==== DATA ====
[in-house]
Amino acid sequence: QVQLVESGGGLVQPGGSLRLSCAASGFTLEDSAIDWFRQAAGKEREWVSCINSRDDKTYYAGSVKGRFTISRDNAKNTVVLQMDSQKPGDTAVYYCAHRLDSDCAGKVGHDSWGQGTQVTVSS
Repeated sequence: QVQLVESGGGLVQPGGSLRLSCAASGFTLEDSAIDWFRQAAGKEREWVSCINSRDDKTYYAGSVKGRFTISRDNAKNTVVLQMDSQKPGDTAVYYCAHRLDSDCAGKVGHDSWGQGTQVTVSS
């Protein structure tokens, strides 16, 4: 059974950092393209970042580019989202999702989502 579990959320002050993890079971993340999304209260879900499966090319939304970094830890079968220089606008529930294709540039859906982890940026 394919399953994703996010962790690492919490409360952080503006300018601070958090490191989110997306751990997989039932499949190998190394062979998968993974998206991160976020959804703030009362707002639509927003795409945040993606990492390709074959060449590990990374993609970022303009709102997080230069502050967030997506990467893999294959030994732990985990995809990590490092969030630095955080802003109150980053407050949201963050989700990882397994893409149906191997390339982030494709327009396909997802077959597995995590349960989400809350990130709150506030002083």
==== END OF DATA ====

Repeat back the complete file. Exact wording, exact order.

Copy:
[in-house]
Amino acid sequence: QVQLVESGGGLVQPGGSLRLSCAASGFTLEDSAIDWFRQAAGKEREWVSCINSRDDKTYYAGSVKGRFTISRDNAKNTVVLQMDSQKPGDTAVYYCAHRLDSDCAGKVGHDSWGQGTQVTVSS
Repeated sequence: QVQLVESGGGLVQPGGSLRLSCAASGFTLEDSAIDWFRQAAGKEREWVSCINSRDDKTYYAGSVKGRFTISRDNAKNTVVLQMDSQKPGDTAVYYCAHRLDSDCAGKVGHDSWGQGTQVTVSS
């Protein structure tokens, strides 16, 4: 059974950092393209970042580019989202999702989502 579990959320002050993890079971993340999304209260879900499966090319939304970094830890079968220089606008529930294709540039859906982890940026 394919399953994703996010962790690492919490409360952080503006300018601070958090490191989110997306751990997989039932499949190998190394062979998968993974998206991160976020959804703030009362707002639509927003795409945040993606990492390709074959060449590990990374993609970022303009709102997080230069502050967030997506990467893999294959030994732990985990995809990590490092969030630095955080802003109150980053407050949201963050989700990882397994893409149906191997390339982030494709327009396909997802077959597995995590349960989400809350990130709150506030002083």